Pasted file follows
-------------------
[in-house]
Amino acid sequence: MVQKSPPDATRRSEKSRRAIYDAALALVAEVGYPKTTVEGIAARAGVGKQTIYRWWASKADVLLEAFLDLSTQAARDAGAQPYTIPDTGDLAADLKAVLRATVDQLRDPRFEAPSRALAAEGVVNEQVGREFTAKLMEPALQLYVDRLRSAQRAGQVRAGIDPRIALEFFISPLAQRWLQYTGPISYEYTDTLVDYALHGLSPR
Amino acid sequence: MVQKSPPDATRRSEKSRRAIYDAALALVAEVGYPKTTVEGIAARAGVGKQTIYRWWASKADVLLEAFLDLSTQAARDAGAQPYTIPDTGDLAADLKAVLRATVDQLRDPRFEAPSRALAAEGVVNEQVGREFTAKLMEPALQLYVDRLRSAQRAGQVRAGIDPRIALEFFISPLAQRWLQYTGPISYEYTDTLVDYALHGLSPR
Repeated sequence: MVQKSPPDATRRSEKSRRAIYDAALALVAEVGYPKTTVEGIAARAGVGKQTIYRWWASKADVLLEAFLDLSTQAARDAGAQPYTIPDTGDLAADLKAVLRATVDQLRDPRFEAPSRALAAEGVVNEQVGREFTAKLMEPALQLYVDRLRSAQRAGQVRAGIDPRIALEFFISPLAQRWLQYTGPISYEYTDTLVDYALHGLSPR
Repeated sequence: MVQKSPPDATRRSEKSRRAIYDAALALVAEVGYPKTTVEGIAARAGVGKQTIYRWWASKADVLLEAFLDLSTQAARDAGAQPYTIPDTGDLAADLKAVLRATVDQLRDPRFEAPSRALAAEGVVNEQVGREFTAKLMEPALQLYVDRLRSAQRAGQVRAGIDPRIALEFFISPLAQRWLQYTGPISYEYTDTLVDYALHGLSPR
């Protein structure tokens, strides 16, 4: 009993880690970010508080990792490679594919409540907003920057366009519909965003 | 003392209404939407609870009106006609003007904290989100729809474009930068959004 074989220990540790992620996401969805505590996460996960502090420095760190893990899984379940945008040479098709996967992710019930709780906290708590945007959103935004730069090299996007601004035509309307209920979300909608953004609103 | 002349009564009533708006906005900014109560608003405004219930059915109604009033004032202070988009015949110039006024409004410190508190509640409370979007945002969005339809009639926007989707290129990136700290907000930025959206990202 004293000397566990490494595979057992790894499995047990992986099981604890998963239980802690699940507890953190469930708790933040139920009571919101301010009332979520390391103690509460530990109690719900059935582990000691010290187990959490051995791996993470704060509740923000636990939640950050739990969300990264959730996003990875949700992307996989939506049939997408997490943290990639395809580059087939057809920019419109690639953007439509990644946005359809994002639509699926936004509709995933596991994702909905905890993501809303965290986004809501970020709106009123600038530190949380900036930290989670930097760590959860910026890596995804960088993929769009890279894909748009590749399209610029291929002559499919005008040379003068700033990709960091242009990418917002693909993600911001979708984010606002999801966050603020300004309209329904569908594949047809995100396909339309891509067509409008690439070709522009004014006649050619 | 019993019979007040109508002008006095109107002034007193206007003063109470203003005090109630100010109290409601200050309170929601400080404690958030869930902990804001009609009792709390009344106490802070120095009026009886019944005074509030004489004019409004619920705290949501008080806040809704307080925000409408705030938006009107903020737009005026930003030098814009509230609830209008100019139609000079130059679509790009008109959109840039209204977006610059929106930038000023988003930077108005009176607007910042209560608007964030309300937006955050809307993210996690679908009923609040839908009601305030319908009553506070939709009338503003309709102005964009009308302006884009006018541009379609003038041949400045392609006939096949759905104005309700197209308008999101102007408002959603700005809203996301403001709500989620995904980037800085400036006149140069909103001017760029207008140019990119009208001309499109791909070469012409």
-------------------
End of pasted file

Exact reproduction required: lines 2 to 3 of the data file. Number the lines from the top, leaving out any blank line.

Amino acid sequence: MVQKSPPDATRRSEKSRRAIYDAALALVAEVGYPKTTVEGIAARAGVGKQTIYRWWASKADVLLEAFLDLSTQAARDAGAQPYTIPDTGDLAADLKAVLRATVDQLRDPRFEAPSRALAAEGVVNEQVGREFTAKLMEPALQLYVDRLRSAQRAGQVRAGIDPRIALEFFISPLAQRWLQYTGPISYEYTDTLVDYALHGLSPR
Amino acid sequence: MVQKSPPDATRRSEKSRRAIYDAALALVAEVGYPKTTVEGIAARAGVGKQTIYRWWASKADVLLEAFLDLSTQAARDAGAQPYTIPDTGDLAADLKAVLRATVDQLRDPRFEAPSRALAAEGVVNEQVGREFTAKLMEPALQLYVDRLRSAQRAGQVRAGIDPRIALEFFISPLAQRWLQYTGPISYEYTDTLVDYALHGLSPR